June 2, 2017 By George Moraetes 3 min read

Depending on their specific goals and motivations, malicious external actors seek to blackmail individuals, organizations or security vendors to disrupt breach defenses or otherwise wreak havoc on IT operations. For security leaders tasked with defending against these threats, it’s hard to know who or what to believe. That challenge has only gotten worse as the spread of false information has become more prevalent.

Data Security in the Disinformation Era

Because of the vastness and anonymity of the internet, individuals can employ a variety of tools and techniques to manipulate the media and spread disinformation. Below are just a few of these methods.

The Social Subculture

Many special interest groups are highly networked, agile and able to assemble on the ground quickly for campaigns as needed. In many cases, participants on one side of an issue work together to gather and disseminate information to support their cause.

These actors are often recruited through online communities such as Reddit, Twitter, Facebook, Instagram and LinkedIn. On Twitter, users commonly collaborate to establish trending hashtags to support their causes and may create vast networks of fake accounts to spread it. Others hijack existing hashtags to prevent members of opposing groups from organizing.

Bad Bots

Social bots are automated software that create content on social media sites and interact with people. Bots are commonly used to inflate the number of followers a public figure has, for example. State-sponsored adversaries from around the world use bots to spread propaganda, influence political discourse and collectively aggregate content. Governments and political elites also use bots to attack dissidents or encourage their constituents to manipulate news and support a certain ideology.

Multiplying Memes

A meme is cultural idea or symbol that spreads rapidly over the internet. According to The New York Times, memes are designed to irritate the media, elicit negative reactions from public figures or comment on cultural topics, usually in a humorous way. Users post hundreds of memes on Twitter, Facebook and other social media to see what sticks and what doesn’t.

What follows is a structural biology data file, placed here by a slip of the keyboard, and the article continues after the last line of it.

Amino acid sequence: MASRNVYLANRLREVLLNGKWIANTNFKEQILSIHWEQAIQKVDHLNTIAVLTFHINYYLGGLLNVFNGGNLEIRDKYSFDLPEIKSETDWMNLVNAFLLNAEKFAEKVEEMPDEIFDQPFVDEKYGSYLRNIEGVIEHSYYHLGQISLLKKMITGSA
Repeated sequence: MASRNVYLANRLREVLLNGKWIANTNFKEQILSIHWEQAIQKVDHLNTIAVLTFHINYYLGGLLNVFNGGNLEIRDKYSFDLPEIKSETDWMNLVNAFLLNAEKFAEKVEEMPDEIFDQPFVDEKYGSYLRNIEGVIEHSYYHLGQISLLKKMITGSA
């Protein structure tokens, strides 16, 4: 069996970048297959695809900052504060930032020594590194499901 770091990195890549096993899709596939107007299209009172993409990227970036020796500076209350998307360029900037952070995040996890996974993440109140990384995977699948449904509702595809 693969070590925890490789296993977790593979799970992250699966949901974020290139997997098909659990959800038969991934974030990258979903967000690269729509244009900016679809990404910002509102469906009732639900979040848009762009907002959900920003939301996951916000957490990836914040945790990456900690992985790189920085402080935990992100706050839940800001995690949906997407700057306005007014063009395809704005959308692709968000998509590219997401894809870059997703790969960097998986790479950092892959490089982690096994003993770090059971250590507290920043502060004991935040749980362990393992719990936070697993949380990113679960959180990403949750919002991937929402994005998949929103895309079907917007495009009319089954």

Memes often contain image macros that are used and shared on social media. These images can serve as propaganda for special interest groups to spread their ideologies or degrade others.

Motivating Factors

Actors are motivated to spread disinformation to express their views, perpetuate false news, garner support for specific ideologies or otherwise affect public opinion. Then again, some are merely trolls looking to create chaos.

Ideology is one of the most common factors that motivate individuals to disseminate disinformation. These actors transmit one-sided messages to influence the emotions, attitudes, opinions and actions of a specified target audience for their own political or commercial purposes. Ideological groups often hold contempt for opposing views. They typically use social media as their primary platform and sometimes even use those channels to spread conspiracy theories.

Another common motivator is money. Actors seeking to maintain their financial interests, for example, might launch advertisements designed to perpetuate inaccurate information about a competing entity. Similarly, some actors distribute false information to garner likes and shares and gain status within online communities. Finally, some actors spread skewed information to radicalize members of online communities — arguably the most dangerous result of this practice.

A Calamitous Vision Realized

In 1979, Chinese leader Deng Xiaoping stated that software, if properly weaponized, could be far more destructive than any nuclear arsenal. Given the calamities now unfolding before our eyes, it appears that his vision is becoming reality.

It’s up to security professionals to protect enterprise resources from becoming pawns in disinformation schemes and to make sure they are focusing on the true problems facing their organizations. Business executives, security leaders, IT professionals and media consumers around the world must learn to distinguish legitimate news from inaccurate, agenda-driven indoctrination. In the age of disinformation, this distinction is more critical — and blurrier — than ever.

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